I didn’t have a close sibling growing up, so it has been fun to observe my two daughters interact.
Half the time, they’re the best of friends, laughing and playing. The other half, they’re fighting over who gets to sit on which chair or use what fork, blah, blah, blah.
They’re also quite competitive. If one wears her favorite name necklace, you can be sure the other will too, and if one gets to use mommy’s lip gloss, her sister has got to have it as well!
In the beginning, my husband and I would just buy two of everything, two Sofia the First dolls, two pairs of brown boots, two sets of Hello Kitty silverware, and so on. Within the last year, however, I’ve come to a point where I want them to be more individual, asking them independently what they each like or want, informing them that daddy and I want them each to be ‘their own person’.
Jadie now repeats that back to me.
‘Mommy, today at school, Amelia was copying Charlette, but I was my own person.’
Very good honey.
It’s actually quite adorable and a good way for her to learn to separate what she does from what her friends are doing.
As Jade gets older, I’m constantly impressed by her. She helps me with baby Sam, folds laundry, readies her own lunch in the morning…and she only recently turned six! Bragging rights granted, Mrs. Goslin!
In college, I once conducted an experiment for my final project in psychology, looking at the best ways to discipline children, and what I came away with was that positive reinforcement was a big key to behavior.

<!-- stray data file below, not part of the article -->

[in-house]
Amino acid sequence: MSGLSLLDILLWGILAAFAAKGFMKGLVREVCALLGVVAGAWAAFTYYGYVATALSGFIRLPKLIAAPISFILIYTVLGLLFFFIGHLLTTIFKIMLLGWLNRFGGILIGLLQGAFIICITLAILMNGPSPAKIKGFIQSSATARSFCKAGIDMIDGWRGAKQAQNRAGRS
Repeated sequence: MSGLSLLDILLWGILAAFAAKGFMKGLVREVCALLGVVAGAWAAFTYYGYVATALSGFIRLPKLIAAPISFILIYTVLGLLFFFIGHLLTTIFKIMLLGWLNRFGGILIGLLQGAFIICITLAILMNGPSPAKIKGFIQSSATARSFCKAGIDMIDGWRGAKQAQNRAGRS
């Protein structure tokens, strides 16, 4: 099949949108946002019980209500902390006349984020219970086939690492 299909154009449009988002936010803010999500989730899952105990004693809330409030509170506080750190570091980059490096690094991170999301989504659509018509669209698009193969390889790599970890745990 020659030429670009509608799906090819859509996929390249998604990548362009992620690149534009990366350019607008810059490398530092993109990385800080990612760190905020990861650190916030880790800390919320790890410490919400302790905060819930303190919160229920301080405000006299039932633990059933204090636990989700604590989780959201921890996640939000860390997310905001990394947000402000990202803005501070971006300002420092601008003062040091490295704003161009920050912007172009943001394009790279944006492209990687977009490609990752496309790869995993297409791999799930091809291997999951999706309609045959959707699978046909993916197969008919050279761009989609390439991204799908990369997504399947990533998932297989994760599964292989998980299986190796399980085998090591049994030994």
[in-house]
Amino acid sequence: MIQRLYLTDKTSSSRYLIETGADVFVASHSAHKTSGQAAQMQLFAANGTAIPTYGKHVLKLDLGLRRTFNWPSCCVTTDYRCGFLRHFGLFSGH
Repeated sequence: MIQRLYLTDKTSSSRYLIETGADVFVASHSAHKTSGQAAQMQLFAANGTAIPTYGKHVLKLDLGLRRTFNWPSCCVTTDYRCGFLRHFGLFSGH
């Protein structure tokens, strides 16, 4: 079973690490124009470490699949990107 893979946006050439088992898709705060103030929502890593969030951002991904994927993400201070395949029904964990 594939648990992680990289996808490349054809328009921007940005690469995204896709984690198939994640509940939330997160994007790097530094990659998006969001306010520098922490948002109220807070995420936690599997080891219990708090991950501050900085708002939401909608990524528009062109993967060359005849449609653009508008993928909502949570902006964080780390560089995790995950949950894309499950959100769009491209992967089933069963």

In other words, if a child does something right, you praise the hell out of them. That’s not to say that you don’t discipline, but rather, put a lot of energy into making sure they know when they’re doing something right. This encourages future good behavior.
One of things I do to encourage good behavior around here, aside from verbal praise, is with a treat!
I say ‘treat’ loosely, as these sugar-free goodies totally count.
I use carob in this recipe, as it is a better pair with stevia, and it doesn’t give the kiddies ADHD for two hours straight.
- ½ c. carob powder
- ½ c. coconut oil, melted
- ½ t. cinnamon
- 1 t. vanilla
- dash sea salt
- dash powdered stevia extract, if desired
- 7 t. peanut butter
- Mix together the carob, oil, cinnamon, vanilla, salt, and stevia until smooth.
- Pour about one tablespoon of the mixture into 7 muffin cups (lined with paper or silicone).
- Freeze the cups about 10 minutes (they don't have to be perfectly solid).
- Dollop one teaspoon of peanut butter into each cup (more if you like!).
- Cover the tops of the cups by evenly distributing the remaining carob mixture.
- Freeze until solid.
If you prefer a chocolate coating, use my 5-Ingredient Homemade Chocolate recipe in place of the carob, though there is a sweetener in that one.
This is a really easy, no fuss recipe, but if you’re looking for something a bit more ‘gourmet’, take a gander at these.
Do you have siblings close in age?
Shared with: Healthy Vegan Friday